I check Ebay, periodically, for memorabilia and whatnots. Some, I look at but never buy, comforted to know that I can usually find multiples and so assuming I can always get what I want if I really need it. Some, I never expect to see, like the catalog from my old camp which I believe I’ll be buying later this morning.
I’ve taken on a project that has me thinking about Houston, so browsed some Houston-related items before considering the thought that I might do better in a search for old postcards and such by finding a local shop rather than purchasing one by one online.
Before clicking back to my usual morning round of blogs and news sites, however, I thought I’d search to see if there were any items listed from the National Women’s Conference held here in 1977.
Groggy, even at 8 a.m., I couldn’t manage to pull together those 3 words, so just searched “1977 women’s,” and found this:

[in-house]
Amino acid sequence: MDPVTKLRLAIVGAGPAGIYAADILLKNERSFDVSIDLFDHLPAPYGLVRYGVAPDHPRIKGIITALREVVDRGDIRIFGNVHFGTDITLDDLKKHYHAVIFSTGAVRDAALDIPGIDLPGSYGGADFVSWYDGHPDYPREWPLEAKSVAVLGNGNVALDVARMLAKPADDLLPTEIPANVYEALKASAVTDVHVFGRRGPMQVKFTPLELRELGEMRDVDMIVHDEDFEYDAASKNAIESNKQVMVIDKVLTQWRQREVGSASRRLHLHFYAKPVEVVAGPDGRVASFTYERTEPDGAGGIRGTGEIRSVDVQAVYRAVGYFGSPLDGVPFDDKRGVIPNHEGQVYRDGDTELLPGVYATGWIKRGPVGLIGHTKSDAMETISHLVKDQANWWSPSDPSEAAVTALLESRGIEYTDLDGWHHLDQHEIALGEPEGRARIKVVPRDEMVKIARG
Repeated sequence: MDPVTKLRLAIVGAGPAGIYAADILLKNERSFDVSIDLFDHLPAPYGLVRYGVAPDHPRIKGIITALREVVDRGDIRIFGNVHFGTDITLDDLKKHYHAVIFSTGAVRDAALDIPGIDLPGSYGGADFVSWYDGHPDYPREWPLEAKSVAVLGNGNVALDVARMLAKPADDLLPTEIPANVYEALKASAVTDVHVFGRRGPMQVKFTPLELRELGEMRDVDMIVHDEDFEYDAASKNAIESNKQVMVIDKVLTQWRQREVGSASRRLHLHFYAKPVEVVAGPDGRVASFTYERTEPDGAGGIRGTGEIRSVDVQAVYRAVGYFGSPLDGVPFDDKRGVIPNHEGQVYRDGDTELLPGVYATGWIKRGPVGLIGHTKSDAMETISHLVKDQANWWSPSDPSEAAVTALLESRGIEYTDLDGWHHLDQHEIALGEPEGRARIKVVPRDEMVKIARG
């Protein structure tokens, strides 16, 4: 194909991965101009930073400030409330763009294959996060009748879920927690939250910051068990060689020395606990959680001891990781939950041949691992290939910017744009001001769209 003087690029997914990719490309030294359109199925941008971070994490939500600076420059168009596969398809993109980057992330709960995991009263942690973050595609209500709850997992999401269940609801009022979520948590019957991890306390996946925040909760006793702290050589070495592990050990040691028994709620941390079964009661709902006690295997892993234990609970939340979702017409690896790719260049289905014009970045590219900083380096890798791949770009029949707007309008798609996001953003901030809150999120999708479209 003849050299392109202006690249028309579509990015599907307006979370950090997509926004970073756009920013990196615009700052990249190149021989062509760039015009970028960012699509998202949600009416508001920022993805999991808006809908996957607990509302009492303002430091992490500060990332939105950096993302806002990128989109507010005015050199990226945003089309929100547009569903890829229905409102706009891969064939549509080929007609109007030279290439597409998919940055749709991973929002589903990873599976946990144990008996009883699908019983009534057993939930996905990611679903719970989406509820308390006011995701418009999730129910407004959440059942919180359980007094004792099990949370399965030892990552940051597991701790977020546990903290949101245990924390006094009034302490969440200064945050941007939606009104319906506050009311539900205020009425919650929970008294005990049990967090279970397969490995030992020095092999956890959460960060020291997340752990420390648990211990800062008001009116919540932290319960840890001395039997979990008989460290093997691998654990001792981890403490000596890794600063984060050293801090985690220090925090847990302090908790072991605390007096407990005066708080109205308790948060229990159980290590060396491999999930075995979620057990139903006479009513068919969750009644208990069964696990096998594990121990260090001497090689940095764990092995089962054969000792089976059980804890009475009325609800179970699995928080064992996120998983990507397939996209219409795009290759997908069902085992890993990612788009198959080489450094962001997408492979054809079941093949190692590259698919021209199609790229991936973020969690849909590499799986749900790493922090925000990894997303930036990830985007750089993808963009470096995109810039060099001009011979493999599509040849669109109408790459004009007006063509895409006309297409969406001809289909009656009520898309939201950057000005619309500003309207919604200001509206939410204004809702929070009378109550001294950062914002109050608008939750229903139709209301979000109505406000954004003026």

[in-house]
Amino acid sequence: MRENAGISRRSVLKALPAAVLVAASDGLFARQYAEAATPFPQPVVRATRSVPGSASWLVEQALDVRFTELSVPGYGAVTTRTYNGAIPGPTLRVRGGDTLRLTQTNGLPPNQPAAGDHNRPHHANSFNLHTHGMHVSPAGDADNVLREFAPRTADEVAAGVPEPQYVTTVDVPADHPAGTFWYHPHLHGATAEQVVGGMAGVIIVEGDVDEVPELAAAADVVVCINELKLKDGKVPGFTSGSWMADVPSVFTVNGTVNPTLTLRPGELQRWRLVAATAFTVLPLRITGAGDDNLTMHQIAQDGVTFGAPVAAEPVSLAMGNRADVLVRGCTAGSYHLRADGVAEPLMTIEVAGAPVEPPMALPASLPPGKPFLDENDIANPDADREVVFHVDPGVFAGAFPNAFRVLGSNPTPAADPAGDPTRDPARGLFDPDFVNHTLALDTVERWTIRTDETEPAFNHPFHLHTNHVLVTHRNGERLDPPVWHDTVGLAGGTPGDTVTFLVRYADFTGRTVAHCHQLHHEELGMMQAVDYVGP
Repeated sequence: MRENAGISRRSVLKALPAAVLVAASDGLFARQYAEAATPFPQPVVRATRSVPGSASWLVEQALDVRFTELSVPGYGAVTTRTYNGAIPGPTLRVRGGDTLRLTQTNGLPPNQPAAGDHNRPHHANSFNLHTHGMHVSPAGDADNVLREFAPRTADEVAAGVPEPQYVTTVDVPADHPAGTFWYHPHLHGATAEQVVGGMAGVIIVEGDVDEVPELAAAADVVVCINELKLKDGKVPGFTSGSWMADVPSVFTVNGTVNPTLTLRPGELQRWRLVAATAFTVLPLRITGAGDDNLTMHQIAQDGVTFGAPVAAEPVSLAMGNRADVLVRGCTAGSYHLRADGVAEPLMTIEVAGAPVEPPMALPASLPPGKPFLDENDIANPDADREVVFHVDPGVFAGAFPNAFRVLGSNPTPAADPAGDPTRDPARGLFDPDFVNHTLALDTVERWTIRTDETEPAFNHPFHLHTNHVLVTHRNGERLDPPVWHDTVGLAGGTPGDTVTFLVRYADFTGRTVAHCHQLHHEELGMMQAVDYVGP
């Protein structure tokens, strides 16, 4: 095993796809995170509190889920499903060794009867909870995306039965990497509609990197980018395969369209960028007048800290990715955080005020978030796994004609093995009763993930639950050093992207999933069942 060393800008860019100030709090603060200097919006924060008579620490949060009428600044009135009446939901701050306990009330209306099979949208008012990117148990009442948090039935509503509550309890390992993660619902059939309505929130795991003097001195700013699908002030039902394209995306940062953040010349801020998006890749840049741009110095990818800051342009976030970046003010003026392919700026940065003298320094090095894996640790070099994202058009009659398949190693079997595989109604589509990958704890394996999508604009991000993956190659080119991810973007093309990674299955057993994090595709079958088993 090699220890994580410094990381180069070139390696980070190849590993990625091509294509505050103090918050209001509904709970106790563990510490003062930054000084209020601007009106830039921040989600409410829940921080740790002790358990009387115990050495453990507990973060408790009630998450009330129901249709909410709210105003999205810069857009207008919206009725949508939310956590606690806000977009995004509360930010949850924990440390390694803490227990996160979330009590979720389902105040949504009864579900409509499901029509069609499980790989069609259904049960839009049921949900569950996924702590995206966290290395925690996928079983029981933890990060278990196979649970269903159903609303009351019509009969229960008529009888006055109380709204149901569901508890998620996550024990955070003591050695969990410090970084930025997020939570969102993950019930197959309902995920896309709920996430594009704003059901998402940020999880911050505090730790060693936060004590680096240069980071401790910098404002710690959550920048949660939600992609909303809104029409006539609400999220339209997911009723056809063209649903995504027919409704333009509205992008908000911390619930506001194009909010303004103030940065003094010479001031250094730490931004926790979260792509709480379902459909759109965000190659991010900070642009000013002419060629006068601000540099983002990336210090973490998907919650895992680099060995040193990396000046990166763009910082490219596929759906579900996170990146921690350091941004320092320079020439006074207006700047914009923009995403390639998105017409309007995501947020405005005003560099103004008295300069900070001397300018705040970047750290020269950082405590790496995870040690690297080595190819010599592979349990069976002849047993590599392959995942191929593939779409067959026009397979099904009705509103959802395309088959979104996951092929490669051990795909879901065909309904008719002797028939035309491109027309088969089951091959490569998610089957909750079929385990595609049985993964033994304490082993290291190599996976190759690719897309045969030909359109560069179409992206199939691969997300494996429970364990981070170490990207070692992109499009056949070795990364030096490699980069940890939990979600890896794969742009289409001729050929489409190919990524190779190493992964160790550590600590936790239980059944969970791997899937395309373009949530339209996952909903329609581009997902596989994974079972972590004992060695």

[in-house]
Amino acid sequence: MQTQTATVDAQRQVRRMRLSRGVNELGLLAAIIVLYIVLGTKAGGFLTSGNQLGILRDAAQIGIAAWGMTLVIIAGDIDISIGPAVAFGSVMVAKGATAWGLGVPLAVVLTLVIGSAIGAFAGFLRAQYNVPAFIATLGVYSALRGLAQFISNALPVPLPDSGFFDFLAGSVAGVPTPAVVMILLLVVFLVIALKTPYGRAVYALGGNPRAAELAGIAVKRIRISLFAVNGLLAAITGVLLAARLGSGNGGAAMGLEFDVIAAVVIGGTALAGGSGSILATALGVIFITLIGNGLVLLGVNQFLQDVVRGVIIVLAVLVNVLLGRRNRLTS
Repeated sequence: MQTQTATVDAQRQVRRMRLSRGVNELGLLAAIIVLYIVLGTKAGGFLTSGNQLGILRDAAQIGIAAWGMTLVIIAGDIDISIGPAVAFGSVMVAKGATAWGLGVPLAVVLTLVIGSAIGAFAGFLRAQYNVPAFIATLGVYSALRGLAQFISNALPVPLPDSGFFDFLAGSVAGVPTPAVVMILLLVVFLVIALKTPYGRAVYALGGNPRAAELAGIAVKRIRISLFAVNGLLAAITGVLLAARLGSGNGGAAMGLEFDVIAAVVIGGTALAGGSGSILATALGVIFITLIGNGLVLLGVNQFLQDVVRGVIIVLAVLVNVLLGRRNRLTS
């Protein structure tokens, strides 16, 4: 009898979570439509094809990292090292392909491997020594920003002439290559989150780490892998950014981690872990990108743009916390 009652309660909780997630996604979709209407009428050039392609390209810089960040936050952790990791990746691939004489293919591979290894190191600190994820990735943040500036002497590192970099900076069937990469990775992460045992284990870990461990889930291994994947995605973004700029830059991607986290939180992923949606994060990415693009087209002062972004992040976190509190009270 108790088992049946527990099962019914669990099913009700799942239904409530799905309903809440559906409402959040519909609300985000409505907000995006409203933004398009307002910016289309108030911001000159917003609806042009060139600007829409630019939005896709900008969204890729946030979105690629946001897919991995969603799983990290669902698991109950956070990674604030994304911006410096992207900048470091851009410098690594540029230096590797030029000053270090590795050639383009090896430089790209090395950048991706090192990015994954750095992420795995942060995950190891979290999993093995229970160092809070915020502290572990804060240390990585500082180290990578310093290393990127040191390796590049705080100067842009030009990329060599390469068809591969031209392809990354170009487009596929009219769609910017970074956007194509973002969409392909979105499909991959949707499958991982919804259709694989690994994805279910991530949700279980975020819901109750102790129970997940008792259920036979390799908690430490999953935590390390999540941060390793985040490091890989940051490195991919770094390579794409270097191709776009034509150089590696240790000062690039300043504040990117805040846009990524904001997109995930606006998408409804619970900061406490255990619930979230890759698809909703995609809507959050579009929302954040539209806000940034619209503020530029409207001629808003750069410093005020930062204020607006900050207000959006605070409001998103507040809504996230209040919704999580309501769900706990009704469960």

This is the crux of why it’s been so tough to finish blog posts lately. Or to talk about politics. Or to watch the news, or read the paper . . .
This article name-checks federal funding and Governor Jerry Brown. I can probably find a similar article written within the last six months, and it is 34 years later. It is enough to make one retreat into shelter blogs and DIY projects like fixing up the old bamboo mirror I snagged at the Bluebird Circle Shop a couple of weeks ago.
But, I’m old enough to know by now that women’s work—the hard work of making this country run the way it should—is never done. I can’t hide behind chairs I found on Craig’s List that just need a perfect coat of milk paint and minor upholstery I can do at home with a pneumatic stapler and hot glue gun when wingnuts like Michele Bachmann and Rick Perry threaten to dominate the national dialogue. So I’ll try to pick it back up again.
I hope we can stop them, but at the very least, we have to bear witness to the great harm that could befall our beautiful, fragile democracy if we let the other side win.
On a slightly more upbeat note, I was encouraged to find so much Wonder Woman and Bionic Woman stuff. I also thought this McCall’s pattern captured the hope for equality that buoyed many women in the 70s: